What does Hillary losing mean for women leaders?

Back in 2008 a relatively unknown woman took the national political stage as the chosen vice presidential candidate. The world waited with baited breath to find out who she was. She appeared on that stage calm and collected—an everyday woman in a well-tailored skirt suit—unabashedly feminine. She was immediately labeled a soccer mom, but she was in the position of a leader.

In that moment, I remember thinking how much more appealing she was than Hillary Clinton. I admired how she embraced her femininity and didn’t apologize for it. She sounded intelligent and relatable, that was until she opened her mouth without a teleprompter… By the end of that election cycle, I did not find her to be a compelling politician, but that one speech gave me a glimmer of what leadership could look like in a skirt.

Fast forward eight years and America was given the choice to elect a female leader—not just as vice president, but as president. While it is difficult to flesh out a political resume for Sarah Palin, the opposite is the case for Hillary Clinton. She has been called the most qualified person to ever win a major political party’s nomination in the US. Hillary was prepared. She had binders full of policies and plans to execute, and she lost.

Fast forward eight years and my appreciation for Hillary as a leader has grown. This election has brought her supporters out of the woodwork to applaud her relational leadership style and call attention to her approval ratings when she is doing a job as opposed to asking for a raise. I’ve now had the experience of being the only woman in the boardroom; I’ve had male executives comment on my appearance; and I’ve had to ask for almost every raise I’ve received. I’ve had to be the most prepared person in a meeting to be able to get a word in edge-wise. When I look in the mirror, I don’t see a soccer mom; but I do see dishwater hair and notebooks full of research and plans.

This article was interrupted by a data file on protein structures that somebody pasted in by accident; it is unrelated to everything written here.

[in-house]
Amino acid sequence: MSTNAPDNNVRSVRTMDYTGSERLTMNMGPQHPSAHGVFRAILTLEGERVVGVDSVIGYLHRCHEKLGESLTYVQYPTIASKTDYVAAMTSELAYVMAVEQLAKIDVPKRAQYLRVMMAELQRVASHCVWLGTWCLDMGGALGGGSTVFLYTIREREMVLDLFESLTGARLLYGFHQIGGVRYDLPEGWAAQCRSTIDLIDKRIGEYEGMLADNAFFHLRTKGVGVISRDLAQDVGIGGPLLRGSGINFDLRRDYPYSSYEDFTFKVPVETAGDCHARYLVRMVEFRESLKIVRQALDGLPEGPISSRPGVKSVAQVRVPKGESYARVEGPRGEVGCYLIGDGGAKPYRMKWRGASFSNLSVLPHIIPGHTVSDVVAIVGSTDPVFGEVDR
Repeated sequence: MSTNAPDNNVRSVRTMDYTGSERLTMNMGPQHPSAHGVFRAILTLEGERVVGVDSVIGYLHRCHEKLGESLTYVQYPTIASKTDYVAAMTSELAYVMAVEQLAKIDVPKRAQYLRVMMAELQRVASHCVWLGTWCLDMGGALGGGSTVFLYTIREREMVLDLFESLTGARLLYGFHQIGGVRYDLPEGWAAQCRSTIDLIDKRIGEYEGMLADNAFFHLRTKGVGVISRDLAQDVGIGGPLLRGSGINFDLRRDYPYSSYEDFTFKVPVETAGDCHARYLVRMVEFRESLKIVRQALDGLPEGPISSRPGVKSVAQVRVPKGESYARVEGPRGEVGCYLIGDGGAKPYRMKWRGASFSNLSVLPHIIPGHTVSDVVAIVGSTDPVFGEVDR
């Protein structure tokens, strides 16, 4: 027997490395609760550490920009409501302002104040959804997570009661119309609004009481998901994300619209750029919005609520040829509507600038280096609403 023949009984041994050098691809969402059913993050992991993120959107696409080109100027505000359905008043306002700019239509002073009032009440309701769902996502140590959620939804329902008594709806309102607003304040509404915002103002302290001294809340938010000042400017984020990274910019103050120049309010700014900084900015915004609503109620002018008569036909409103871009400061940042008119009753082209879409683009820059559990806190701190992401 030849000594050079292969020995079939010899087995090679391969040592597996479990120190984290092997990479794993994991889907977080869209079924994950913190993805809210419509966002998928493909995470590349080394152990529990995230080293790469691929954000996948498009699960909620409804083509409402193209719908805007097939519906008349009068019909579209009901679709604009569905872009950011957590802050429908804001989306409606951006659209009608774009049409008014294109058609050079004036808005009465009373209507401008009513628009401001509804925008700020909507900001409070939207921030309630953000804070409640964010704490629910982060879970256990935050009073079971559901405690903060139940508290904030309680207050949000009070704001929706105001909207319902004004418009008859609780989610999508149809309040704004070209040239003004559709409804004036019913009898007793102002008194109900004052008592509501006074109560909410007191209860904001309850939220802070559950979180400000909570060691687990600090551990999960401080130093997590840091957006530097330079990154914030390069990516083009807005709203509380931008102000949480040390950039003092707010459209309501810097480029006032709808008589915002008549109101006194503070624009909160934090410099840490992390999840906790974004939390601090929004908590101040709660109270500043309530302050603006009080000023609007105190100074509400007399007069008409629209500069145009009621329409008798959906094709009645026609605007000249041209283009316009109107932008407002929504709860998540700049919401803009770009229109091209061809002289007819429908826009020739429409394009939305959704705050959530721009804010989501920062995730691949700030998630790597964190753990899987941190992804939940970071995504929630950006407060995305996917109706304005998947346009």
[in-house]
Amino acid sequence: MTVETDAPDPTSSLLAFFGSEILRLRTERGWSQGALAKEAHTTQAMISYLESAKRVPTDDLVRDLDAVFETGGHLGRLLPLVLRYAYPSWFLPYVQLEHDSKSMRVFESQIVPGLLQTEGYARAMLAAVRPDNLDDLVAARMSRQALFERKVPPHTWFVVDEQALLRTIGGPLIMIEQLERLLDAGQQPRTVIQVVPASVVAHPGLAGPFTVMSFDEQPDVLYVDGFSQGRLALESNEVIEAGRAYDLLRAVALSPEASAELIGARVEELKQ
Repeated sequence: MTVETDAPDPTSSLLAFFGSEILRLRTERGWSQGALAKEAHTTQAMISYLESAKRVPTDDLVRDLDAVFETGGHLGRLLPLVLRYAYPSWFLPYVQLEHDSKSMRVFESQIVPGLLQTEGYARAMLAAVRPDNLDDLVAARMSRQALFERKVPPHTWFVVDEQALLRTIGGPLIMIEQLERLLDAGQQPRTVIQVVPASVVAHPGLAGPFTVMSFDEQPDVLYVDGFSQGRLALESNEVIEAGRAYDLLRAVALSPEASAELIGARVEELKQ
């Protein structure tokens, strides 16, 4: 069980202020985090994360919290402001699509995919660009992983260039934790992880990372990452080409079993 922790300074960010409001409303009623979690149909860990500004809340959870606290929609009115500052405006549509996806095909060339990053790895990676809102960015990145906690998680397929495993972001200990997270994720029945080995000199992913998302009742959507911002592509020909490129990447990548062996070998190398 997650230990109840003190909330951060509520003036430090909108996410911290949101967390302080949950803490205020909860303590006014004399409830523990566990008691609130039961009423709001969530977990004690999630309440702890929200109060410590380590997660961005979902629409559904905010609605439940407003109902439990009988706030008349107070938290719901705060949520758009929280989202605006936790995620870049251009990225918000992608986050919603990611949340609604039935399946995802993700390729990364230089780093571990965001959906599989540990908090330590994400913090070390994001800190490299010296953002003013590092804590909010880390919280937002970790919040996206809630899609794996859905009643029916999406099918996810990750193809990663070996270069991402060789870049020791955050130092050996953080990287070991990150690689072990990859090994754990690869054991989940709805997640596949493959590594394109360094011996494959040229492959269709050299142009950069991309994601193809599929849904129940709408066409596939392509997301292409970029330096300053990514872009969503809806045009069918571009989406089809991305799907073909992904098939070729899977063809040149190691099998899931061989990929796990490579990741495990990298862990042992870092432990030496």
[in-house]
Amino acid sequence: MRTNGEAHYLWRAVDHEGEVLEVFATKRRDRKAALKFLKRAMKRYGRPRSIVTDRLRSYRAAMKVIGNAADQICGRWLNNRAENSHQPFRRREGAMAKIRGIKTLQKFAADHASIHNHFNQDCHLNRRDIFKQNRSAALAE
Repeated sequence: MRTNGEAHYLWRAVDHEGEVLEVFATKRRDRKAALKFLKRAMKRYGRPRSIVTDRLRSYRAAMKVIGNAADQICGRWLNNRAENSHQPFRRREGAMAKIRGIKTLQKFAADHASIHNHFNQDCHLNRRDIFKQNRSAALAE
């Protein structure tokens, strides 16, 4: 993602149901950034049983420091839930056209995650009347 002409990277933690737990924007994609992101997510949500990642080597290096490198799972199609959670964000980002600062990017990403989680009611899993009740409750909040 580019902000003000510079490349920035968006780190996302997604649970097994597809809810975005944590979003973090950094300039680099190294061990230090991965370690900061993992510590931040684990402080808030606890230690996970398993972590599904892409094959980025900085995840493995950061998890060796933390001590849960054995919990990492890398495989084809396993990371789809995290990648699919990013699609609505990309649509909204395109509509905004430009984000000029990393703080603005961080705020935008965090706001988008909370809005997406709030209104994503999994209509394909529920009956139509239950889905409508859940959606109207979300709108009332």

Today I have to face the fact that that doesn’t win. That a man with a single refrain and a knack for spewing controversial comments that people want to talk about wins. People would rather vote for something than against someone. Hillary’s best argument was not Trump. That wasn’t good enough.

We can analyze why Trump won and why Hillary lost, but our lives go on. This election will have consequences; I hope one of them is that we see more women leaders. I hope that women across the country and around the world see their potential to make an impact in their communities and have their voices be heard. I hope that women raise their hand to take on leadership positions and reach out their other hand to support other women who want to lead and serve. I hope that men and women see women as potential leaders, that we acknowledge the women in our lives for the work that they are doing and encourage their voices to be heard. We have the choice of how we respond, how we treat other people, who we follow and give influence to in other areas of our lives, and how we lead. Hillary Clinton has shown us what being presidential and female looks like. Today the answer doesn’t seem to be try harder, but rather to keep trying.